Epiphone Emily Wolfe Sheraton Stealth review

A Wolfe in Stealth clothing

Epiphone Emily Wolfe Signature Sheraton
(Image: © Future / Phil Barker)

Guitar World Verdict

A hefty semi-hollow with plenty of bite and bark, Wolfe's Sheraton is on the right side of feral, well attuned for blues and the like, but will come alive with a little overdrive.


  • +

    Cool stealth style with diamond F-holes.

  • +

    Powerful, articulate tones.

  • +

    Great setup.


  • -

    It's quite heavy for a semi-hollow.

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The support guitar brands show rising playing talent is vital, and it also sends a message. Seeing Epiphone go from the endorsement of Emily Wolfe to a full signature model here is a statement that it not only believes in her obvious talents as an inspiring musician, but also that it’s open to the design input of contemporary players. 

It’s worked with Lee Malia, Matt Heafy and Jared James Nichols before, and the two parties here have created a truly stunning looking Sheraton. 

We’ve long cast envious glances at the Gibson Memphis satin range of 339s and 335s, but this is a black aged gloss that lies somewhere in between, taking on the look of a well played nitro without any of the relic’ing. The idea of pairing it with gold hardware risks going too showy for a guitar billing itself as ‘stealth’, but the ‘lightly aged’ gold stays classy and consistent with the aged binding.

The unique features continue with diamond holes inspired by the Trini Lopez model and lighting bolt inlays that give the aesthetic a subtle rock ’n’ roll edginess. Wolfe’s own signature touches strike a careful balance – her signature on the back of the headstock is literally stealth-like as it’s only visible at certain angles in the light.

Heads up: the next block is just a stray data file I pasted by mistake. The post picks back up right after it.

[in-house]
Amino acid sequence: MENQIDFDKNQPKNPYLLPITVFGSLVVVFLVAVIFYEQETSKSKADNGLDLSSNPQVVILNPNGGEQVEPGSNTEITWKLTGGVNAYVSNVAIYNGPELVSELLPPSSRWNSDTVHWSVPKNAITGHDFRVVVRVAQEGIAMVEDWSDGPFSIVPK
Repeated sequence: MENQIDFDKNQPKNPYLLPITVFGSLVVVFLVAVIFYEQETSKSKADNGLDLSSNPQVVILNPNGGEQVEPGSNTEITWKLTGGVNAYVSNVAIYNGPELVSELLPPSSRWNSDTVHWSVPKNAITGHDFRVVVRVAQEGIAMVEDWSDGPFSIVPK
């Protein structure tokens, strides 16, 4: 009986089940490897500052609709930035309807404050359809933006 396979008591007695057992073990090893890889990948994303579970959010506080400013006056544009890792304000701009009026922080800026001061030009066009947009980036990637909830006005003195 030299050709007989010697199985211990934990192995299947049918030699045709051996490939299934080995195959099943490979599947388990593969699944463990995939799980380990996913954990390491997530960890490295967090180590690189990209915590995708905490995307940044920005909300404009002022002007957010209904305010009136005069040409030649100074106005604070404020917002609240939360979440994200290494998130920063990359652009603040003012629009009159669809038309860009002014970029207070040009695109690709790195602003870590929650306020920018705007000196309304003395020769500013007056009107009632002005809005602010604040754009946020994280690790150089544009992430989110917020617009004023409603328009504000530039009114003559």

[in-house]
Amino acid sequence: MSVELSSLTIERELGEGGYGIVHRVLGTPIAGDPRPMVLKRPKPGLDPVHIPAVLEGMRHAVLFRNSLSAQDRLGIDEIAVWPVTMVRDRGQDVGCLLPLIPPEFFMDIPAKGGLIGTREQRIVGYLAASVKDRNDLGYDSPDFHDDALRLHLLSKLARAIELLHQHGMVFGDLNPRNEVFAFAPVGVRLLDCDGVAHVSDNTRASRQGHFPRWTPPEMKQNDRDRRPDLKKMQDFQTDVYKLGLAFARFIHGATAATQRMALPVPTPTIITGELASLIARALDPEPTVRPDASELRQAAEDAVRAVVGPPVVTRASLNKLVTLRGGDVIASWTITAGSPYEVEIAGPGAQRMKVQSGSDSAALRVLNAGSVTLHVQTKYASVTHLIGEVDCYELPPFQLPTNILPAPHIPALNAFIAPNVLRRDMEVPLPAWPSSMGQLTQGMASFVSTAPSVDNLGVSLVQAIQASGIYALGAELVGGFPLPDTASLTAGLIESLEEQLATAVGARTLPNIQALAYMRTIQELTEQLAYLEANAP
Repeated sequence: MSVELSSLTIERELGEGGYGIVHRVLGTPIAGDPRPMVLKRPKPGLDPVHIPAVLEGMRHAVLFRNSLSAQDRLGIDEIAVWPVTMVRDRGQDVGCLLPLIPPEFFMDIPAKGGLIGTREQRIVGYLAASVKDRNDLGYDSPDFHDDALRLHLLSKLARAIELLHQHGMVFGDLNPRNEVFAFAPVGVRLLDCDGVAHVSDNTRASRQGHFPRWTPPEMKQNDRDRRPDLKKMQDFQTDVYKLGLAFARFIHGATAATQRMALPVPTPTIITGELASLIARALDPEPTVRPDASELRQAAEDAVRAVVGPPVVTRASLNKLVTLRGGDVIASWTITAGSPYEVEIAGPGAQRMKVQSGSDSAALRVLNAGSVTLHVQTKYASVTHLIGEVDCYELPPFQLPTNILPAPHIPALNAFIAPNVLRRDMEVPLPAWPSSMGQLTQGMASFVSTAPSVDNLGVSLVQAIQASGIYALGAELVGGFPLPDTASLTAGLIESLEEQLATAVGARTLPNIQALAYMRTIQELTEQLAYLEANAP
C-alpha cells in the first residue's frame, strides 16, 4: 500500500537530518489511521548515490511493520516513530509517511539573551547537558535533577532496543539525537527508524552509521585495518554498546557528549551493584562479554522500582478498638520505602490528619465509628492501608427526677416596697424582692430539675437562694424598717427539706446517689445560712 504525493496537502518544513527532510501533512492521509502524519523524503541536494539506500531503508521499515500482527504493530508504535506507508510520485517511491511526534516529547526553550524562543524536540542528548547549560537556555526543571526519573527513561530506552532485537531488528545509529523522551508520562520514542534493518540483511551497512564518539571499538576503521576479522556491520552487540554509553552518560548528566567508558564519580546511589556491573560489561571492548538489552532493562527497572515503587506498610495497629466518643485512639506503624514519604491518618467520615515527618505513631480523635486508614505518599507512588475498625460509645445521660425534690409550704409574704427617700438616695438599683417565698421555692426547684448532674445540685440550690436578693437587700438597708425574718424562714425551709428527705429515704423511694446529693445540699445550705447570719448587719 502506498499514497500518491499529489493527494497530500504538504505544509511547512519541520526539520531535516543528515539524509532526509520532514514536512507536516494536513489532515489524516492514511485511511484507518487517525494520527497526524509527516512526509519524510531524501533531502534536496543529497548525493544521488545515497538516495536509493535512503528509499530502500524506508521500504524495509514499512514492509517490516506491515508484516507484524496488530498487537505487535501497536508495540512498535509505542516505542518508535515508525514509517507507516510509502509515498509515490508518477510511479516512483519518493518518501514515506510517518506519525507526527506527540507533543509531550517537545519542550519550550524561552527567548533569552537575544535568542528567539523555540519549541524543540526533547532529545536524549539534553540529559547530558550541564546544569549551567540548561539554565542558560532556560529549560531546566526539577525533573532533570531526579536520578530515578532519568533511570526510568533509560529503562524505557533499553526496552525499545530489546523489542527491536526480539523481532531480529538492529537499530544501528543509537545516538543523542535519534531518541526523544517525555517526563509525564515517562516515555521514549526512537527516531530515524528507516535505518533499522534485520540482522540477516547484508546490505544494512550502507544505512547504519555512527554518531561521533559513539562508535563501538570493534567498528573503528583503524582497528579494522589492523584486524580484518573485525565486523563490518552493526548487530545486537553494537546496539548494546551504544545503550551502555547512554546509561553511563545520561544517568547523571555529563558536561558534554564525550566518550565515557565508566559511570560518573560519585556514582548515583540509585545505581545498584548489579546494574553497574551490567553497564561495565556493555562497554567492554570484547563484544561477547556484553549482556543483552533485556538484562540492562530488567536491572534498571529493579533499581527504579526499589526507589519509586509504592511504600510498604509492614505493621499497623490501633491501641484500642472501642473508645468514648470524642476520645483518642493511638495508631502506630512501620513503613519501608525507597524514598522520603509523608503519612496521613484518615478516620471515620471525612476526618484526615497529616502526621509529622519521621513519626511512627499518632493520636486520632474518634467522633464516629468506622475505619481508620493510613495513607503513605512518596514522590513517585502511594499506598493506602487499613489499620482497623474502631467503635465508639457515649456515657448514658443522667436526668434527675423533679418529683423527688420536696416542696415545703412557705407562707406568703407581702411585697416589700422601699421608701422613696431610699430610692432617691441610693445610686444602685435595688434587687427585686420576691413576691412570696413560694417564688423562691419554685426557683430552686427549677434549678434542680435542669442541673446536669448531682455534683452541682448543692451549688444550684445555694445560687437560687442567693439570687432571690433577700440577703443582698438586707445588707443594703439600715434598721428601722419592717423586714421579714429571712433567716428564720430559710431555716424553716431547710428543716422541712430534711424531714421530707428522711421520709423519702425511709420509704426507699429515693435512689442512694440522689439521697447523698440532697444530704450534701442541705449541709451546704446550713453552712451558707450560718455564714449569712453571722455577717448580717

This is undoubtedly one of the most badass-looking Epiphones we’ve seen

The tattoo-style gold wolf’s head below it is more conspicuous, but we’re not complaining. This is undoubtedly one of the most badass-looking Epiphones we’ve seen, and there’s been some strong output lately on that front with the Prophecy series. Wolfe has described it as “elegant and aggressive”. We like that. And if Darth Vader had become a BB King cover act, he’d have liked it too. 

It’s also a heavy guitar – 9 lbs gives it a solid heft for a semi-hollow. It feels very comfortable to play, though, with a spot-on setup that really sells the Indian laurel ‘board; it’s fast and coupled with the '60s slim taper profile neck here we’ve got a very positive first impression plugged in. The string slack is in the goldilocks zone for us – springly for expressive bends but firm enough for heavy rhythm.

The neck humbucker really sings with sustain, and drenched in fuzz and reverb it’s a treat. The bridge is warm too and it’s comfortably voiced for blues and classic rock, with the volume controls proving sensitive for cleaning up. 

But like Wolfe’s music, this will confidently stride between the world’s of Albert King and Josh Homme: when things get gain-y there’s broad low string heft complemented by the open higher end articulation for chords that wins semi-hollows so many fans. As this guitar deserves to do, too.


  • PRICE: $799 / £749
  • BODY: Maple
  • NECK: Mahogany, 60s Slim Taper C
  • SCALE: 628 mm (24.724”)
  • FINGERBOARD: Indian laurel
  • FRETS: 22
  • PICKUPS: 2 x Epiphone Alnico Pro Humbuckers
  • CONTROLS: 2 x volume controls and 1 x CTS potentiometer tone control
  • HARDWARE: Lightly aged gold-plated Epiphone LockTone Tune-o-matic bridge, StopBar and Lightly aged and Grover Rotomatic tuners
  • FINISH: Black Aged Gloss
  • CASE: EpiLite case
  • CONTACT: Epiphone 

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Rob Laing

Rob is the Guitars Editor for MusicRadar, handling news, reviews, features, tuition, advice for the strings side of the site and everything in between. Before MusicRadar, he worked on guitar magazines for 15 years, including as Editor of Total Guitar. He's currently set aside any pipe dreams of getting anywhere with his own songs and is enjoying playing covers in function bands.